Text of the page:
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is entitled to tax the various elements of income earned by an expatriate. The U.S. expatriate will then avoid double taxation by taking a credit for taxes paid in the foreign jurisdiction. The question becomes whether or not the employer will equalize the tax discrepancy between the two countries, (i.e., determining if the expatriate package will include a gross tax equalization adjustment is an essential part of the package). The objective of tax equalization is to compensate or eliminate any additional tax burden or benefit that arises due to the elements of compensation and taxation introduced by the expatriate assignment, (e.g., allowance paid while on assignment, tax rate differentials). Preparation of U.S. and local country tax returns and equalization calculations are services CPAs can provide to these clients. Beyond tax considerations, there are a number of other issues to consider. Expatriation tax aspects are too often disassociated from legal issues which could, to a great extent, affect the tax situation for both the company and the expatriate.

Labor Law Expatriation is often mistakenly used to describe several different legal situations: secondment, expatriation or transfer. Generally, a secondment implies that the employment contract signed between the former employer and the employee remains. The employee is sent abroad by the former employer, in general, for a temporary period of time – from a few days to several years. In most cases, expatriation involves the situation where the employment contract is only suspended and a new employment contract is signed between the employee and the foreign entity. Lastly, a transfer applies when there is a total breach of the employment contract between the former employer and the employee, and a new employment contract is signed between the employee and the foreign entity. Depending on the factual circumstances of the move, the

employee’s country of residency could be different (e.g., an employee seconded could remain a resident of his/her former country while permanently living in a foreign country). The type of visa granted to the employee is also an obvious element in determining the employee’s country of residence.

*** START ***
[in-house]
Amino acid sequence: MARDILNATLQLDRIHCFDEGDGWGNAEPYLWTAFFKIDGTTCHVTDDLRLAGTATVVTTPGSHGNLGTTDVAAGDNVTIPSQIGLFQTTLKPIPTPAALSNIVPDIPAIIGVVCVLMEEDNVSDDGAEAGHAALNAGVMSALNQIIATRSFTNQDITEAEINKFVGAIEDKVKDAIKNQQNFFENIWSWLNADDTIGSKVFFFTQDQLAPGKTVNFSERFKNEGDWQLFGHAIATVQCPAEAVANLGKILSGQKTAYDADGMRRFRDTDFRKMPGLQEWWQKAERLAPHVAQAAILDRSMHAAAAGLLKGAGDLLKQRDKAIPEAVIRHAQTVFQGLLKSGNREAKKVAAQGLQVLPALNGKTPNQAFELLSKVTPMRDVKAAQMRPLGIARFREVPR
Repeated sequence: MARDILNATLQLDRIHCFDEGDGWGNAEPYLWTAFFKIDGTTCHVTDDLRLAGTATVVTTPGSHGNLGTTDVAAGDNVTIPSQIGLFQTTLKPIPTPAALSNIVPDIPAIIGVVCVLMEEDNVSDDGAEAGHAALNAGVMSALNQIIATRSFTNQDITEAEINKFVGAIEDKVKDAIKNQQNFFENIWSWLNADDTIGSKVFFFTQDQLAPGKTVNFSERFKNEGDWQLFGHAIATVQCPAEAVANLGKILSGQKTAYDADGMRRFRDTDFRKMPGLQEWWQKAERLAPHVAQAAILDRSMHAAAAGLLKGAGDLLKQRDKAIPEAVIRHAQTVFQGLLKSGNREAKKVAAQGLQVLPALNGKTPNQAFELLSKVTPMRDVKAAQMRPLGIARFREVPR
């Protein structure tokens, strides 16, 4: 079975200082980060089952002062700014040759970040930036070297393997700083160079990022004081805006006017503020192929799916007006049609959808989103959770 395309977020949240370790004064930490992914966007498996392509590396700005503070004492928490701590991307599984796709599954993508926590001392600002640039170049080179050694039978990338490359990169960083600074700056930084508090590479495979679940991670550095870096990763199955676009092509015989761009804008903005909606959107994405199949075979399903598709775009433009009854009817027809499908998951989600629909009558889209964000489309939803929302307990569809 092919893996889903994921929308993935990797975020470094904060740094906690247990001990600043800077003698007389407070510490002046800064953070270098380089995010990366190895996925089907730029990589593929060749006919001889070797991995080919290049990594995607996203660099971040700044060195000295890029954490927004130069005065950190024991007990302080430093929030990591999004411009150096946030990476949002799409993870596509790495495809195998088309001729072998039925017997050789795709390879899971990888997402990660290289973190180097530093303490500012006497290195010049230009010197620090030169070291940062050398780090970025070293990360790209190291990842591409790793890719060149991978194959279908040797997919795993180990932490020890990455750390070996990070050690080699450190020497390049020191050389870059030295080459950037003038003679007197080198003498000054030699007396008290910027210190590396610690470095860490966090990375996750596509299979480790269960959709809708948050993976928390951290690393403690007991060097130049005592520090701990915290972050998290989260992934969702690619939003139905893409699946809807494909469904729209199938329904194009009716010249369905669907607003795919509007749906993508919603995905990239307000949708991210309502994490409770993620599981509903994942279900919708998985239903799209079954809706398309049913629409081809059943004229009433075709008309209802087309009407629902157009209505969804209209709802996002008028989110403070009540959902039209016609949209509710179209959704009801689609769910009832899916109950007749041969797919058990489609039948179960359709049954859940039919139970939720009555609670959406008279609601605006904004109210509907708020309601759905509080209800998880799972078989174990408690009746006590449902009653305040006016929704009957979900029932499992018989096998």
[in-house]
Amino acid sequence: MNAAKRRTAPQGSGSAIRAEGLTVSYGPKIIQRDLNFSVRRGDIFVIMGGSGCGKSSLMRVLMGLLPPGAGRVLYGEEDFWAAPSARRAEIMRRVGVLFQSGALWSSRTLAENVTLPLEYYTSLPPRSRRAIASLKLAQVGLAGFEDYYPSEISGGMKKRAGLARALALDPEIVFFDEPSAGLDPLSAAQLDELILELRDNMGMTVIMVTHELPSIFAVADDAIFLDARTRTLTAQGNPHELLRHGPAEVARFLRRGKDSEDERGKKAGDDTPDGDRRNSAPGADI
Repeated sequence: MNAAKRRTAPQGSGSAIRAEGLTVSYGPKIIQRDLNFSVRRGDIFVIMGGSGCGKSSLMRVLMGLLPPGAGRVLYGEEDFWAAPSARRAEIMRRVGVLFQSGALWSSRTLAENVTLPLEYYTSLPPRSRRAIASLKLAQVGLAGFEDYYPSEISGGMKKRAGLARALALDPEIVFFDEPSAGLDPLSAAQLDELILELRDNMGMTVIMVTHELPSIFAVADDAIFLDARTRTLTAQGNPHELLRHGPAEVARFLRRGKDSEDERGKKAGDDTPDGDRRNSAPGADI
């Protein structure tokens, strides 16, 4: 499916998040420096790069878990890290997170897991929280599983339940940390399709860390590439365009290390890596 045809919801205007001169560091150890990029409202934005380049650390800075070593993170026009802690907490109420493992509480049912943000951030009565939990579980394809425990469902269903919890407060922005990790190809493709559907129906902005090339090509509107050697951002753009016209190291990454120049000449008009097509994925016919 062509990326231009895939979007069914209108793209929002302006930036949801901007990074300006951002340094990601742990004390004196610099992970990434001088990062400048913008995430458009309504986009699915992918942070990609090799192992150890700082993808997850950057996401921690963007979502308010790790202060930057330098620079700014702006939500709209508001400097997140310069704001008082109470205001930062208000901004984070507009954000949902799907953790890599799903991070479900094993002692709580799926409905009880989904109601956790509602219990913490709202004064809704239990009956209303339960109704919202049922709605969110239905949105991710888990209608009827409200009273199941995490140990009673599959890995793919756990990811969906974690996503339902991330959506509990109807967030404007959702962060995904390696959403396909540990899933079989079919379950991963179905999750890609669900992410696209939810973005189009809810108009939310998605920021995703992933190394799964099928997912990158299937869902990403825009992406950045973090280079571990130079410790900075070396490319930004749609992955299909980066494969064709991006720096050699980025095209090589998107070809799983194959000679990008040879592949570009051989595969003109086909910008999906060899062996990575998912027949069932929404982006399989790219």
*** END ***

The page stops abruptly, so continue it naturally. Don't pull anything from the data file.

the local plan. Few income tax treaties contain provisions about the tax treatment of retirement contributions made in the former country and allow the employee to benefit from deductions based on the payment of a foreign pension plan if certain conditions are met.

Social Security

Dealing with expatriate issues involves having a good overview of both the company goals and employee’s expectations. The CPA professional must demonstrate his/her ability to provide advice in a more complex international context involving foreign jurisdiction tax law and international tax treaties. Beyond the payroll and individual income tax questions, sending employees to a foreign country could raise corporate tax issues, such as transfer pricing and permanent establishment for the business enterprise.

The legal framework could also have an impact on the employee’s Social Security contribution requirements. The U.S. has signed 24 Social Security agreements. Usually, Social Security agreement provisions exempt seconded employees from participating in the local security system, as they are normally not on the foreign entity payroll. However, an expatriate or transferred employee may have to be registered on the local payroll and, thus, must pay local Social Security. Expatriate packages frequently include health insurance in the country of origin. Those premiums cannot, in principle, replace local Social Security contribution requirements which remain due. Tax treatment of these premiums needs to be addressed to determine if they are deemed fringe benefits under local tax rules.

Retirement Retirement plans are also a relevant issue and it begs the question of whether the employee should continue to contribute to his/her former retirement plan or to NEW JERSEY CPA • MARCH • APRIL 2013


Anne-Mélaine Daly-Schveitzer is a senior manager for international tax at WeiserMazars LLP. Contact her at

Member Benefit International Taxation: To and from the United States Thursday, April 25, Roseland Visit Express Code: E1209383

NJCPA March/April 2013  

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